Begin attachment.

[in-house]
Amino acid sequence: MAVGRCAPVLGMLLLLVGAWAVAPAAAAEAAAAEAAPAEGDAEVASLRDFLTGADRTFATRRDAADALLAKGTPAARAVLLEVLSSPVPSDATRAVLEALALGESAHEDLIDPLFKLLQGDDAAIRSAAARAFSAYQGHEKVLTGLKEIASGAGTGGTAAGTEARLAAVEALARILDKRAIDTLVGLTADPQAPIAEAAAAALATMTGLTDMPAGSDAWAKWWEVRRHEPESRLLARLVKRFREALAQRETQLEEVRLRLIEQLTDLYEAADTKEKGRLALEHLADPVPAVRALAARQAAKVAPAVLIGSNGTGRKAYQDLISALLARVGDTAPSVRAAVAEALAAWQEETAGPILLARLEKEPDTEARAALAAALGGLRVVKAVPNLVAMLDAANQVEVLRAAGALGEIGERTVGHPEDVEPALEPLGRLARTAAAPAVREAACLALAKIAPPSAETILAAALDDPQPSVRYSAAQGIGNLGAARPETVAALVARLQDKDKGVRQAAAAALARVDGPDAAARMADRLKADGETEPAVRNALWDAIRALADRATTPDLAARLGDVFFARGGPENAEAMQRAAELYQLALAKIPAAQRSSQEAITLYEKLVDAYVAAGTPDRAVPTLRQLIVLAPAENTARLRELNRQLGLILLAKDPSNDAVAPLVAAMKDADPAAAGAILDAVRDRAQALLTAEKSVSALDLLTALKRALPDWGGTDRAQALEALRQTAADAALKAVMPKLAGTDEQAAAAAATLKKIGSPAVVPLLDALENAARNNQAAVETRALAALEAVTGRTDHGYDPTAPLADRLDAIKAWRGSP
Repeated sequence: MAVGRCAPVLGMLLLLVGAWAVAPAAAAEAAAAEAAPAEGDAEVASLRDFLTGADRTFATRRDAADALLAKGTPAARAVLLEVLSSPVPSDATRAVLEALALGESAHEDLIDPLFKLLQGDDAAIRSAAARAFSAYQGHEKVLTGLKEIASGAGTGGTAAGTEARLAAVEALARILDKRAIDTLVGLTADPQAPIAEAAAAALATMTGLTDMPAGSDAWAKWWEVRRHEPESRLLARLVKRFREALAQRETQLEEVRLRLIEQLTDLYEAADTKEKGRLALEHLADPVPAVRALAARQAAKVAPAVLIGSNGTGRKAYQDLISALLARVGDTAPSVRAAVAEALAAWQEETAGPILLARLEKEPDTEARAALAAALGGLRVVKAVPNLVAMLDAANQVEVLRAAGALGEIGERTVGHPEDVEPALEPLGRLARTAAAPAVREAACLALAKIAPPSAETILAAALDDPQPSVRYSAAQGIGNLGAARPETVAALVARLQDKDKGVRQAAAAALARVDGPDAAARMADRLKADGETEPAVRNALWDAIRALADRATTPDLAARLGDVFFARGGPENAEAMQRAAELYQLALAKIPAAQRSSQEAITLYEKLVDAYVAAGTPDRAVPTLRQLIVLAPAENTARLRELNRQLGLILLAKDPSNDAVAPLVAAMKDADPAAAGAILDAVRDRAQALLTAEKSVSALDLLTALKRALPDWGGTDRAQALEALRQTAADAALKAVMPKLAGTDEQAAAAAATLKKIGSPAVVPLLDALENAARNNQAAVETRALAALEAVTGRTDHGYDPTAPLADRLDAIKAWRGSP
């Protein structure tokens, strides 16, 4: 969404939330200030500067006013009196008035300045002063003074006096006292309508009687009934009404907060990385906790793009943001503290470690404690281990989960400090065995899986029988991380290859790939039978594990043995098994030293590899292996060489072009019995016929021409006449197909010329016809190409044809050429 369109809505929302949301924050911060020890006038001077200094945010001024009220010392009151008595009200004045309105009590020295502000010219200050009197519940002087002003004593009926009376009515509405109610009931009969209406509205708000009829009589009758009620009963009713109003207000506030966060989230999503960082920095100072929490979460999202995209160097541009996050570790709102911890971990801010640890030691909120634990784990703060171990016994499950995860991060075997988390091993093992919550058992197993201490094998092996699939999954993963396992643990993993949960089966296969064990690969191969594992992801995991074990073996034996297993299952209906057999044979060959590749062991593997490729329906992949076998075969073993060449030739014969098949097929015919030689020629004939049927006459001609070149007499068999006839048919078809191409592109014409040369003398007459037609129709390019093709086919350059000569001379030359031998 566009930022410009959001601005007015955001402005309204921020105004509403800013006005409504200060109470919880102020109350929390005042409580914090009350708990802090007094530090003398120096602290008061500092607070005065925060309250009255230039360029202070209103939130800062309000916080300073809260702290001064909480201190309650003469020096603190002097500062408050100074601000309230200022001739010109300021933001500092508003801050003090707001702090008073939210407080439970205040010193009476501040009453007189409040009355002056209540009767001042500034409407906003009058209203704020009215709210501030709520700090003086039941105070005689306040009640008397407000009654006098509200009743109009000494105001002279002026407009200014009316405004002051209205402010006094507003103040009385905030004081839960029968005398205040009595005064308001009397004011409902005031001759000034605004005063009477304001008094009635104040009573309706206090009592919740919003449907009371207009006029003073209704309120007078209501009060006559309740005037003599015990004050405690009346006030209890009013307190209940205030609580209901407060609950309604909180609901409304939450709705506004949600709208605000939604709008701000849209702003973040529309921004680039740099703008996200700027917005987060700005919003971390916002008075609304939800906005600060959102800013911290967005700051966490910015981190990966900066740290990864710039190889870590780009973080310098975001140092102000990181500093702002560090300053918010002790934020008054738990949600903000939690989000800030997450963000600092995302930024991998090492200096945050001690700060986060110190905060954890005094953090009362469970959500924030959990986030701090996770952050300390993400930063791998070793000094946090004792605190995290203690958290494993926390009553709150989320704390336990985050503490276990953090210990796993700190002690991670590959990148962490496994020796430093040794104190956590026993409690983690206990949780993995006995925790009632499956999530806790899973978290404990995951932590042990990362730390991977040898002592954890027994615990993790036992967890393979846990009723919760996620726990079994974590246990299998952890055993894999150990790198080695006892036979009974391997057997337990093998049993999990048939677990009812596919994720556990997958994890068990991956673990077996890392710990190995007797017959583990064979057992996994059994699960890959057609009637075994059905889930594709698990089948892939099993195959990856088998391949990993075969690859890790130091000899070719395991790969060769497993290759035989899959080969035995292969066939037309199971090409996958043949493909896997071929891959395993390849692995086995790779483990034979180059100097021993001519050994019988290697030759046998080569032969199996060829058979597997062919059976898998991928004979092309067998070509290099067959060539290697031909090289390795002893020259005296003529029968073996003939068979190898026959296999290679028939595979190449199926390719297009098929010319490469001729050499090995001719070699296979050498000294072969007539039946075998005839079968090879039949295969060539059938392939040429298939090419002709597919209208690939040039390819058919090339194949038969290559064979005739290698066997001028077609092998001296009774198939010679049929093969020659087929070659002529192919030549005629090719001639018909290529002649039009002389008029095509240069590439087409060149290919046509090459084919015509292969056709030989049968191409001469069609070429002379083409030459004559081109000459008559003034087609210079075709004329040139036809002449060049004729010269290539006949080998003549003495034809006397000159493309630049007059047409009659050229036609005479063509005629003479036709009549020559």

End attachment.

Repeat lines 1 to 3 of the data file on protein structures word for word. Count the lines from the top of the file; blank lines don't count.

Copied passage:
[in-house]
Amino acid sequence: MAVGRCAPVLGMLLLLVGAWAVAPAAAAEAAAAEAAPAEGDAEVASLRDFLTGADRTFATRRDAADALLAKGTPAARAVLLEVLSSPVPSDATRAVLEALALGESAHEDLIDPLFKLLQGDDAAIRSAAARAFSAYQGHEKVLTGLKEIASGAGTGGTAAGTEARLAAVEALARILDKRAIDTLVGLTADPQAPIAEAAAAALATMTGLTDMPAGSDAWAKWWEVRRHEPESRLLARLVKRFREALAQRETQLEEVRLRLIEQLTDLYEAADTKEKGRLALEHLADPVPAVRALAARQAAKVAPAVLIGSNGTGRKAYQDLISALLARVGDTAPSVRAAVAEALAAWQEETAGPILLARLEKEPDTEARAALAAALGGLRVVKAVPNLVAMLDAANQVEVLRAAGALGEIGERTVGHPEDVEPALEPLGRLARTAAAPAVREAACLALAKIAPPSAETILAAALDDPQPSVRYSAAQGIGNLGAARPETVAALVARLQDKDKGVRQAAAAALARVDGPDAAARMADRLKADGETEPAVRNALWDAIRALADRATTPDLAARLGDVFFARGGPENAEAMQRAAELYQLALAKIPAAQRSSQEAITLYEKLVDAYVAAGTPDRAVPTLRQLIVLAPAENTARLRELNRQLGLILLAKDPSNDAVAPLVAAMKDADPAAAGAILDAVRDRAQALLTAEKSVSALDLLTALKRALPDWGGTDRAQALEALRQTAADAALKAVMPKLAGTDEQAAAAAATLKKIGSPAVVPLLDALENAARNNQAAVETRALAALEAVTGRTDHGYDPTAPLADRLDAIKAWRGSP
Repeated sequence: MAVGRCAPVLGMLLLLVGAWAVAPAAAAEAAAAEAAPAEGDAEVASLRDFLTGADRTFATRRDAADALLAKGTPAARAVLLEVLSSPVPSDATRAVLEALALGESAHEDLIDPLFKLLQGDDAAIRSAAARAFSAYQGHEKVLTGLKEIASGAGTGGTAAGTEARLAAVEALARILDKRAIDTLVGLTADPQAPIAEAAAAALATMTGLTDMPAGSDAWAKWWEVRRHEPESRLLARLVKRFREALAQRETQLEEVRLRLIEQLTDLYEAADTKEKGRLALEHLADPVPAVRALAARQAAKVAPAVLIGSNGTGRKAYQDLISALLARVGDTAPSVRAAVAEALAAWQEETAGPILLARLEKEPDTEARAALAAALGGLRVVKAVPNLVAMLDAANQVEVLRAAGALGEIGERTVGHPEDVEPALEPLGRLARTAAAPAVREAACLALAKIAPPSAETILAAALDDPQPSVRYSAAQGIGNLGAARPETVAALVARLQDKDKGVRQAAAAALARVDGPDAAARMADRLKADGETEPAVRNALWDAIRALADRATTPDLAARLGDVFFARGGPENAEAMQRAAELYQLALAKIPAAQRSSQEAITLYEKLVDAYVAAGTPDRAVPTLRQLIVLAPAENTARLRELNRQLGLILLAKDPSNDAVAPLVAAMKDADPAAAGAILDAVRDRAQALLTAEKSVSALDLLTALKRALPDWGGTDRAQALEALRQTAADAALKAVMPKLAGTDEQAAAAAATLKKIGSPAVVPLLDALENAARNNQAAVETRALAALEAVTGRTDHGYDPTAPLADRLDAIKAWRGSP